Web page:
As the epigraph notes, the fossil record of land vertebrates in the West Indies is lamentably incomplete. However, there are a few places at which a combination of good preservation and good exposure combine to give us a brief glimpse into the islands' distant past. Among these rare places is the locality of Domo de Zaza. Since 1990, crews from the Museo Nacional de Historia Natural in La Habana and the American Museum of Natural History in New York City have undertaken quasi-annual expeditions to this Early Miocene locality situated in central Sancti Spíritus province (see fig. 1). During the past decade, a small but interesting trickle of fossil vertebrates has come out of Zaza, including the first terrestrial mammals of confirmed Tertiary age found in the Greater Antilles (MacPhee and Iturralde-Vinent, 1994, 1995a, 1995b). Now, with the recent discovery of a number of new Tertiary vertebrate localities in the Greater and Lesser Antilles (Donovan et al., 1990; MacPhee and Wyss, 1990; MacPhee and Iturralde-Vinent, 1995b; MacPhee and Grimaldi, 1996; Domning et al., 1997; Pregill, 1999; Iturralde-Vinent and MacPhee, 1999; MacPhee et al., 2000a, 2000b; table 1), it is to be hoped that paleontological sources for unravelling the biogeographical history of the Caribbean region will continue to increase. To this end, the present paper summarizes information relating to the geological context of Domo de Zaza and provides an annotated catalog of the most significant fossil vertebrates recovered to date.

Institutional Abbreviations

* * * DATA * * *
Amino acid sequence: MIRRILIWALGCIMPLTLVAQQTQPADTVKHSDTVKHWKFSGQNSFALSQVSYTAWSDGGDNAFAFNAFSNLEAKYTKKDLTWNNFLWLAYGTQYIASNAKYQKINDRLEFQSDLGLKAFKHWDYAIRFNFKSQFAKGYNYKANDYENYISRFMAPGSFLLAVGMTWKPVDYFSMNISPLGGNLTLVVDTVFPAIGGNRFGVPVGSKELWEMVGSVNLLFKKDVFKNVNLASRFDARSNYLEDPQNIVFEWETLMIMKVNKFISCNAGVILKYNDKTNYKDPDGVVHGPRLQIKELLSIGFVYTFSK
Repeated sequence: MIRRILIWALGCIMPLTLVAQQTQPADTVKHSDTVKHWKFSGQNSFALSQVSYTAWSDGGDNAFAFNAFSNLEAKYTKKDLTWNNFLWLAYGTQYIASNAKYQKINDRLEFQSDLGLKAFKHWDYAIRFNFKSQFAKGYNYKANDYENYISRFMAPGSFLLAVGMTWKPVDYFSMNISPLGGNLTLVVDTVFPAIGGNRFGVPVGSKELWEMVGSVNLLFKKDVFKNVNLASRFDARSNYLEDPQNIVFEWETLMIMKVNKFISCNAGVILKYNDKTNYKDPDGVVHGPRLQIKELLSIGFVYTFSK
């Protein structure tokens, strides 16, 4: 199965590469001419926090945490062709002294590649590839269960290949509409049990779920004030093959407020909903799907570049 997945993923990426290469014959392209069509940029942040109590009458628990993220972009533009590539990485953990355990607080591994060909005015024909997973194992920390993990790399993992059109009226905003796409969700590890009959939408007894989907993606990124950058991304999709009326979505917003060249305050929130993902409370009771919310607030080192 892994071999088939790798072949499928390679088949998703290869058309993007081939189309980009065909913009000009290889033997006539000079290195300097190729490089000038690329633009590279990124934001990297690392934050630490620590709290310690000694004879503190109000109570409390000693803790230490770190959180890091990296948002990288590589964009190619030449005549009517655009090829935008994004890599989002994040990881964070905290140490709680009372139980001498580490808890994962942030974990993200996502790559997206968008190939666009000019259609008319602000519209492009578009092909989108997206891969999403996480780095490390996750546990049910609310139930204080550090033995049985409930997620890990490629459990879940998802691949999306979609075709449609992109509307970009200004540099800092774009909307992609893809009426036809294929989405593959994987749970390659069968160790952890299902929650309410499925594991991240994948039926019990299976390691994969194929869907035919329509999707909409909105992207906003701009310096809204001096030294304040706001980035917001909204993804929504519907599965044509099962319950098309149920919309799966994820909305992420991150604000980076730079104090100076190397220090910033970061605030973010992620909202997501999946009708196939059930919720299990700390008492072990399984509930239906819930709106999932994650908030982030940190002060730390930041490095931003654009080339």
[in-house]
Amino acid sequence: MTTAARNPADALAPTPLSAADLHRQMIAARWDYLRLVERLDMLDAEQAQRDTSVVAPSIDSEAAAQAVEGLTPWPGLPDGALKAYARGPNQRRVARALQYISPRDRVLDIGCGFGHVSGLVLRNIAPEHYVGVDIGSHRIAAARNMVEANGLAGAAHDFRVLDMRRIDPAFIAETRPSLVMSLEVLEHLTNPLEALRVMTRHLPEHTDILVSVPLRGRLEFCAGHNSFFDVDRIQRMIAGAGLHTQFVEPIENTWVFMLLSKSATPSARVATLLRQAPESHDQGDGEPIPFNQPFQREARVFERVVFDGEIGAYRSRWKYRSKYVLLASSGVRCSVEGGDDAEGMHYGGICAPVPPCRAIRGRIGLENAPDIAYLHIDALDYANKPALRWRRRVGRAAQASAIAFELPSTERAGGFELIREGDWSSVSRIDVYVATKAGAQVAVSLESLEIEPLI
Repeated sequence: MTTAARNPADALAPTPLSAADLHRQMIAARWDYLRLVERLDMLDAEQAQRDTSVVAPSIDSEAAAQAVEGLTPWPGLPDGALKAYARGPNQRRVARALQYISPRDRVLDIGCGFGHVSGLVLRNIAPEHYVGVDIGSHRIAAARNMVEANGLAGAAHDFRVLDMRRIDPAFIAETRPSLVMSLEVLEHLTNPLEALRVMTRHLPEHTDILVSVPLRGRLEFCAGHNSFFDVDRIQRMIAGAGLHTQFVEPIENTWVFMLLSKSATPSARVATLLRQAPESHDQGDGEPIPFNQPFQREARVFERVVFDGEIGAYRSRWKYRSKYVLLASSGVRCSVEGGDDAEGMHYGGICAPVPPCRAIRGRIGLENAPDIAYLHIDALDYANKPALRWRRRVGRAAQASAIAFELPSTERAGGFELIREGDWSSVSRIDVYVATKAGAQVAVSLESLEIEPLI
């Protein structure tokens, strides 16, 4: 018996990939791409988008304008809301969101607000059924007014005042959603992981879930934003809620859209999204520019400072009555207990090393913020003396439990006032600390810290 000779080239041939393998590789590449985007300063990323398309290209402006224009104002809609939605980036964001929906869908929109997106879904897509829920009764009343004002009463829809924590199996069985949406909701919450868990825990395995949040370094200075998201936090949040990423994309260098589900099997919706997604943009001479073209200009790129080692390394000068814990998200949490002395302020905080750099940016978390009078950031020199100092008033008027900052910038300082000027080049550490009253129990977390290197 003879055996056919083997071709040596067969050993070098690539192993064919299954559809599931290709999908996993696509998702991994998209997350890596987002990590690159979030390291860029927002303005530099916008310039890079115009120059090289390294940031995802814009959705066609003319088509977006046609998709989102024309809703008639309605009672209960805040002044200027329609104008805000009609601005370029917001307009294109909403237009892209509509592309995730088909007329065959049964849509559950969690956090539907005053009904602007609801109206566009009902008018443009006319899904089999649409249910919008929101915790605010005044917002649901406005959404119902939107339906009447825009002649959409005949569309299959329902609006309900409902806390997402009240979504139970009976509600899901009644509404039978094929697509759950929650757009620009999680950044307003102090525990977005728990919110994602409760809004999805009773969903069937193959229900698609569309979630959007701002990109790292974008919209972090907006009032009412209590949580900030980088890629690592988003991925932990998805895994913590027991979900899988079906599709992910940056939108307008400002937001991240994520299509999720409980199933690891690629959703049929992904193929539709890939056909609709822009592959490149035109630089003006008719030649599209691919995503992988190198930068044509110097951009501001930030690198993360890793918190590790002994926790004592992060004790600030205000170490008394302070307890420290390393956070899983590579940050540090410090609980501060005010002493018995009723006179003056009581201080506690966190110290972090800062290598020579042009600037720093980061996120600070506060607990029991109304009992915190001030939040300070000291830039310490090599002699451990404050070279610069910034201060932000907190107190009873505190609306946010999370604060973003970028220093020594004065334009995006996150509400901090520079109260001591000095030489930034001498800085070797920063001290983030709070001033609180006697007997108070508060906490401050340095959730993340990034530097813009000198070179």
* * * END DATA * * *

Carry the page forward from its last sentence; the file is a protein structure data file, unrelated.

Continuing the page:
• AMNH  American Museum of Natural History

  • AMNH–M  Division of Vertebrate Zoology (Mammalogy), American Museum of Natural History

  • AMNH–VP  Division of Paleontology (Vertebrate Paleontology), American Museum of Natural History

  • MNHNCu  Museo Nacional de Historia Natural, La Habana

  • MNHNCu–P  Paleontological collection, Museo Nacional de Historia Natural, La Habana

Other Abbreviations

  • Fm  formation

  • Ma  millions of years (ago)

  • Sr  Strontium (87Sr/86Sr dating method)


Domo de Zaza and Its Environs

Because Cuba still lacks a significant Tertiary vertebrate record (in sharp contrast to its very rich Quaternary record), there are no “proven” collecting areas in which prospecting efforts might usefully be concentrated (Acevedo-Gonzalez and Arredondo, 1982; Iturralde-Vinent and MacPhee, 1999). On the assumption that land vertebrates have had a long, but as yet largely unknown, history in this part of the Caribbean Basin, in our prospecting activities we have concentrated on areas around heights-of-land that would have been subaerial at least through most of the Tertiary, whatever the ambient sea level. The most productive locality discovered using this strategy is Domo de Zaza, a roughly circular structural uplift located approximately 18 km SE of the city of Sancti Spíritus, on the southern coastal plain bordering the central Cuba highlands (Alturas de Santa Clara, del Nordeste de Las Villas, and Cordillera del Escambray). Río Zaza (fig. 1) is one of several rivers draining the eastern and southern flanks of the largest of these massifs, the Cordillera del Escambray (max. elev., 1754 m). In the 1970s, the lower Zaza basin was substantially modified by construction of a dam and diversion of river water through an artificial channel, the Canal de Zaza (figs. 1, 2B), to serve irrigation works on the south coast. To create the canal it was necessary to cut through Domo de Zaza approximately 1 km S of the dam site. The resulting transect provides one of the very few glimpses of the underlying stratigraphy of this region, which is otherwise almost devoid of relief. The paleontologically productive area consists of approximately 1.5 km of horizontal exposure on both sides of the canal; maximum vertical exposure is 10–15 m (fig. 2B–D). Easting and northing coordinates are x = 670,500, y = 216,000 on Map 4381-III (Guasimal quadrangle) of the 1:50,000 map of Cuba issued by the Instituto de Geodesia y Cartografía in La Habana, Cuba.